There is a theme that repeats in yogic stories wherein the seeker comes to realize that book knowledge is inferior to lived experience.  As a reader and literacy advocate, I am always uncomfortable with this theme.  Finally, I have found that this anthology supports my personal notion that a book gives an experience; reading is an experience.  Perhaps in the past some yogis and sages realized that books do not give ultimate spiritual experience, but books are not the problem. The problem arises when there is any sense of upholding one kind of experience superior over another. Books are not superior to lived experience. Nor is lived experience superior to book knowledge. Neither is higher nor lower. We bow to both.

Now, I remember the feeling of cold stones touching my forehead when we bowed on the bank where the Indus and Zanskar Rivers meet.  With my consciousness flowing over memories of my physical journey to the Himalayas mixed with reading the anthology followed by arriving to the end of writing this essay, there exists a flow that comes to a meeting where my awareness blooms.  There is reconciliation.  I realize I shall write as a way of paying homage.  My every act of writing can be an expression of bowing to these mountains, to beloved teachers, writers, readers, yogis, sages, scholars, poets, friends.  I secretly contain this intention — may every word I write open a sacred space within me; and may every spiritual discipline light the secret flame burning on the shrine within that sacred space.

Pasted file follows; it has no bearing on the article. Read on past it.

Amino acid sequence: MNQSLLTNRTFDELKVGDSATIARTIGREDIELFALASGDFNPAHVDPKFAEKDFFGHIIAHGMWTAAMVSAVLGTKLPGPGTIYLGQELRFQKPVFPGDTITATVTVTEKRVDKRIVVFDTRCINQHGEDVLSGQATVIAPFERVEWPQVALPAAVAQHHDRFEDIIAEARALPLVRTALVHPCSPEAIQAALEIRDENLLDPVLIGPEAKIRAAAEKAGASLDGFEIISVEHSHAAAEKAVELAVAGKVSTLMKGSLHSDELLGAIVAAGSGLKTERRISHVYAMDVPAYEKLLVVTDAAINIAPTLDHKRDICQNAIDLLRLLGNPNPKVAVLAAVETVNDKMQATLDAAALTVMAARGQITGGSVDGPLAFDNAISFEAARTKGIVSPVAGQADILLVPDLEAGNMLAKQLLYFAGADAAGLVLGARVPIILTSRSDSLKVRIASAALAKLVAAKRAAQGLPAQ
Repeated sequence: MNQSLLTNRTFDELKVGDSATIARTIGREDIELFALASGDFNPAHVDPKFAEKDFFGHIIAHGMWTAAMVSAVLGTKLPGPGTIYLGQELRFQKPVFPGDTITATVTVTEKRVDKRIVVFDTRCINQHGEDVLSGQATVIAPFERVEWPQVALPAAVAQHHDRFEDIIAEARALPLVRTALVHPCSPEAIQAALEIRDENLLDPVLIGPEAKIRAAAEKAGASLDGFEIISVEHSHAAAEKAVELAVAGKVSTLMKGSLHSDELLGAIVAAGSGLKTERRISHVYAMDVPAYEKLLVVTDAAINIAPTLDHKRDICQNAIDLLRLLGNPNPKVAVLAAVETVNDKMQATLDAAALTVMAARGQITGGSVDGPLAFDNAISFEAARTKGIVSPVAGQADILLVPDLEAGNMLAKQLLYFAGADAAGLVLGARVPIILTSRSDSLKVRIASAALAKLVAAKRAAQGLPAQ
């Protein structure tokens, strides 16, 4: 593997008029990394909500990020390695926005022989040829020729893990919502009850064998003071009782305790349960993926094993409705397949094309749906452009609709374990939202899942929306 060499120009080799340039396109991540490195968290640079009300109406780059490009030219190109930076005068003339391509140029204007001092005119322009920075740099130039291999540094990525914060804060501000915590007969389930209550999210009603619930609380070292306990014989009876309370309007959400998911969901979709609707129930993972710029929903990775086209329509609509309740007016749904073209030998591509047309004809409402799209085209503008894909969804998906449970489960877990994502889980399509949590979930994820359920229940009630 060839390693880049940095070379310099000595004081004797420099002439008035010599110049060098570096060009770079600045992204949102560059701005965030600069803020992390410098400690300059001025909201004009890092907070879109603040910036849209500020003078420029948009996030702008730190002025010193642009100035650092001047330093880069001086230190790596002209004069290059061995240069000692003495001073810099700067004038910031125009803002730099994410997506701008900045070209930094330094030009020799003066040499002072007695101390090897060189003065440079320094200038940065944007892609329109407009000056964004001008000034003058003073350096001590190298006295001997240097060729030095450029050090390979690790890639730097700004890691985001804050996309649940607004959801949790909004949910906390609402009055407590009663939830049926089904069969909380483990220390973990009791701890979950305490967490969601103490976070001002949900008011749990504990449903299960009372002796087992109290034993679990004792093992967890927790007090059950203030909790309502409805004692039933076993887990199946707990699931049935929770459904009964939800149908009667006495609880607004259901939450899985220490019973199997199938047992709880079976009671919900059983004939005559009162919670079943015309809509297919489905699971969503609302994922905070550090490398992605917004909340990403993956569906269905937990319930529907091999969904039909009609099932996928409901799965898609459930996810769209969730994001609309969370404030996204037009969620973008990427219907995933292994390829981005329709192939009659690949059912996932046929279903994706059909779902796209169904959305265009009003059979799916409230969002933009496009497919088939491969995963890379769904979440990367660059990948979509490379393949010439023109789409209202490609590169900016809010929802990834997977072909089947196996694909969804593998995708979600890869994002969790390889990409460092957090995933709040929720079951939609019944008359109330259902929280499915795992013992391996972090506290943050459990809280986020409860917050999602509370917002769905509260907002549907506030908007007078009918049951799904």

Words to Sculpt the Cosmos

Words to Sculpt the Cosmos

The purpose of life is to love the Word.

This is a writer’s inner journey at play with yoga kriya (Trikutui Kriya), Sadhana (daily practice), Shabad Yoga (chanting So Pukh), while enjoying an ecstatic love relationship with the Sacred Tremor (from the Yoga Spandakarika).

I am a lover of yoga and a lover of words, and my practice involves merging these two. Words are all welcome to arise here on this blog as they please. I am simply giving words the space to arise. I am acknowledging and bowing to words as sacred beings that have consciousness. Thank you, Beloved Words, for being my gurus and my companions when others have abandoned me. When those whom I have held dear choose to walk away form me or are suddenly taken away from me, the Shabad / Sacred Word is the only companion that remains.

Rise words. Rise. I am here to listen.

Here is a Vision Quest for today:

Morning places a soft hand on my shoulder to comfort me while I weep. She tells me to keep heart. Though today I must bury a dearly beloved One, a dear one who was so close to me, Morning is here. Though I must move into a state of deep grief, Morning assures me she has something to offer . Morning looks so ravishing in her crimson gown, even through the veil of tears flooding my eyes. Morning raises her empty palms before my face and says, “Here is your gift.” The gift is invisible, yet also incandescent; it has no fragrance but carries the fragrance of roses. The gift floats before me, then lovingly makes its way into my nostrils and my mouth. The Gift is My Breath. Morning has brought me The Gift of My Breath. I must grieve; I must breathe. I must move on. Thank you, Beloved Morning, for bringing me My Breath in this moment.